IA: Would you like to add anything else?
MSG: Thank you for taking the time to work on this piece!
For more information on some of the organizations mentioned above, visit:
In his 2019 book titled Fighting Invisible Enemies: Health and Medical Transitions among Southern California Indians, author and professor Clifford E. Trafzer (Wyandot), examined the gradual incorporation of Western medicine into Southern California Indian communities. In the sequel, Strong Hearts and Healing Hands: Southern California Indians and Field Nurses, 1920–1950, he delves deeper into the working relationship field nurses and Native people built during that period and the resulting decline of mortality from infectious diseases.
Trafzer writes that during the late nineteenth century, the Office of Indian Affairs first introduced Indigenous peoples of Southern California to Western medicine. Moving into the early twentieth century, more Native people used Western medicine, especially to fight infectious diseases believed to be transmitted by Westerners. During this time, public-health nurses recognized the key elements to controlling and defeating pandemics: quarantining, testing, and tracking cases and contacts—the same tactics used today to fight COVID-19, which has caused the worst pandemic since the 1918 flu pandemic.
As with Fighting Invisible Enemies, Strong Hearts and Healing Hands is one of few works with an impressive amount of integrated Native and Western historical medical research. In addition to noting contributions of Native elders, leaders, and healers, such as Martha Manuel Chacon (San Manuel Band of Serrano Mission Indians) and Pedro Chino (Agua Caliente Band of Cahuilla Indians), Trafzer also chronicles the work of white and Native field nurses who served in the region between 1920 and 1950. Much of the nurses’ work involved providing medical treatment and educating Southern California Native communities about how to control the spread of diseases, such as tuberculosis.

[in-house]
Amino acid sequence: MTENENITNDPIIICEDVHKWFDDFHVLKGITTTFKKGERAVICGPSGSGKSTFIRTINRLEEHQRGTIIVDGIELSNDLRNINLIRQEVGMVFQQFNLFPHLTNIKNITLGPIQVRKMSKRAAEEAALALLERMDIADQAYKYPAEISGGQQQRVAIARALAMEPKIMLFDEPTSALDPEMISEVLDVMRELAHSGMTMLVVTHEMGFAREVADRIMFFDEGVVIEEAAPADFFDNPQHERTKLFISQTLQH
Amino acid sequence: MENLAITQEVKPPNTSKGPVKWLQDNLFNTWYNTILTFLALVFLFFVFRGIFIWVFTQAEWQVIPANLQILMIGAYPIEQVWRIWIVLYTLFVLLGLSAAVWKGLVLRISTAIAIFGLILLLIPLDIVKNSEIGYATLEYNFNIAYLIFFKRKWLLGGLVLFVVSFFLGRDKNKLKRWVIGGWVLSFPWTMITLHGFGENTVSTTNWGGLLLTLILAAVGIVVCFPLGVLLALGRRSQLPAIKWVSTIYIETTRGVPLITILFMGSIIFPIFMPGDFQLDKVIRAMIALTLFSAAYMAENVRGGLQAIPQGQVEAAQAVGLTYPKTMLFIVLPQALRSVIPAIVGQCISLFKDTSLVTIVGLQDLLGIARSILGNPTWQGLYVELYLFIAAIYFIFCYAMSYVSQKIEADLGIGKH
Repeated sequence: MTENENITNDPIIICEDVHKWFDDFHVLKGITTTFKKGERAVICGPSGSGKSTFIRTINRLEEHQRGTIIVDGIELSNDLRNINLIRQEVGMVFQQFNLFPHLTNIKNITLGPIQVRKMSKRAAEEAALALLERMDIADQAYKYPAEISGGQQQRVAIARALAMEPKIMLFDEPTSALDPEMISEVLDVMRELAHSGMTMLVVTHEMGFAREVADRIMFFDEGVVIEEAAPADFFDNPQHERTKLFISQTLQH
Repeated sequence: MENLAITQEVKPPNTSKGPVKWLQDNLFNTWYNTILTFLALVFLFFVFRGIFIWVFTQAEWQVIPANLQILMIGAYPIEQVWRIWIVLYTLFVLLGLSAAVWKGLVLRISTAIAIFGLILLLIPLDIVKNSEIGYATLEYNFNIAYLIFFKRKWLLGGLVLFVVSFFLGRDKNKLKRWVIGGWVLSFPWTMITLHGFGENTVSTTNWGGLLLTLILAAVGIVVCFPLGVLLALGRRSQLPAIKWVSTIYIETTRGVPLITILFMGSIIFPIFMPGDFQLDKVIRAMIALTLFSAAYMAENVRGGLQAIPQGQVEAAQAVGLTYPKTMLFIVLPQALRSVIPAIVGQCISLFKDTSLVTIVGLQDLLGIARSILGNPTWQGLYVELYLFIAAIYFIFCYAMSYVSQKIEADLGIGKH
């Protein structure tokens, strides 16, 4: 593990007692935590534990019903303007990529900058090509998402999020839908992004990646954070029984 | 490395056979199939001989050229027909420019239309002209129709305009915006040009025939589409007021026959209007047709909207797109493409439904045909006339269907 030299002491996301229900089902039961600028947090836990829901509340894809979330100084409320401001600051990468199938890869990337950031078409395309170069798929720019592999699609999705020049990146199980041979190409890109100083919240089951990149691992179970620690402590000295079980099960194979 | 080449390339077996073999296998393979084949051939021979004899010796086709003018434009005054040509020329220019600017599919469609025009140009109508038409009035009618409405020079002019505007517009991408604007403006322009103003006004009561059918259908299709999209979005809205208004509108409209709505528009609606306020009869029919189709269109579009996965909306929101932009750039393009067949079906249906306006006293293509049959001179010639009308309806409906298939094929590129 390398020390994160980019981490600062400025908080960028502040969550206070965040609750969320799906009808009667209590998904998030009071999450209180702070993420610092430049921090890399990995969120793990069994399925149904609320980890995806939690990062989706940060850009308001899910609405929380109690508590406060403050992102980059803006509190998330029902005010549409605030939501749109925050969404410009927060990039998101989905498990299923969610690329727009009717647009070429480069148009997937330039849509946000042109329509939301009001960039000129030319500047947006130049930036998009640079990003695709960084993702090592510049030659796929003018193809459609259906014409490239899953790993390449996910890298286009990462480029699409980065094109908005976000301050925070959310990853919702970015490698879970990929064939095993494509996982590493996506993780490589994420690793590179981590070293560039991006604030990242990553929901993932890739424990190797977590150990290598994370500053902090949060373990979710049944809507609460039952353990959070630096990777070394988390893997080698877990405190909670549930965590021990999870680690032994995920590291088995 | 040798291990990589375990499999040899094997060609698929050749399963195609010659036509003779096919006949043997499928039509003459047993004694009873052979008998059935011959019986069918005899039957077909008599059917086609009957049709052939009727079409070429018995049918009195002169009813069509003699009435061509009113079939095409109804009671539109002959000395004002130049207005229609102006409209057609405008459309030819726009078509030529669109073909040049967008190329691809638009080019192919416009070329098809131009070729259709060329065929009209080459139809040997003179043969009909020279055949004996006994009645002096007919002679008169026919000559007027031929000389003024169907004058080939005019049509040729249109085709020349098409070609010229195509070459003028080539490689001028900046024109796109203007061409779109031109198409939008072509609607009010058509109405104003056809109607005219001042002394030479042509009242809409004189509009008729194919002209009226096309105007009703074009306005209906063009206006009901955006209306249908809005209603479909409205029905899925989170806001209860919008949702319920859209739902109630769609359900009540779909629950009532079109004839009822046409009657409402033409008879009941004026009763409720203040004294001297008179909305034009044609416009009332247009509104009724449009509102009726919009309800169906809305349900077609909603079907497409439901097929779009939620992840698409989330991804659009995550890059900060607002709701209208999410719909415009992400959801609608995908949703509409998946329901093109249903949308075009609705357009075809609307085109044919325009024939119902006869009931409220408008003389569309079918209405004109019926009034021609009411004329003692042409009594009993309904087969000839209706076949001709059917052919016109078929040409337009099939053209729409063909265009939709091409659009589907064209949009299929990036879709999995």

Also similar to Fighting Invisible Enemies, Strong Hearts and Healing Hands utilizes historical maps and photographs, data tables, reports of Indian Service medical personnel as well as oral histories conducted with several Southern California Indian communities.
The difference, however, is that Strong Hearts and Healing Hands focuses more on the lives and work of the field nurses, both white and Indigenous, as well as on relationships between the nurses and Southern California Native families, mothers, and children.
While the book leans more toward the positive aspects of Native and non-Native medical collaboration, cultural differences and disagreements between parties are also well-documented to provide a more nuanced view:
“Field nurses instructed Indians in sanitation and public health, often sharing health literature discussing diet, nutrition, infant care, home sanitation, and prevention of infectious diseases. Nurses instructed pregnant women about prenatal and postnatal procedures through ‘Little Mother’ and ‘Well Baby’ conferences, clinics, and workshops on and off reservations. Unfortunately, nurses counseled women to use baby formula to feed their infants rather than breast milk. Of course, schools of nursing had emphasized the ‘scientific’ benefits of formula over breast milk, but many Indian mothers knew better and continued to nurse their babies.”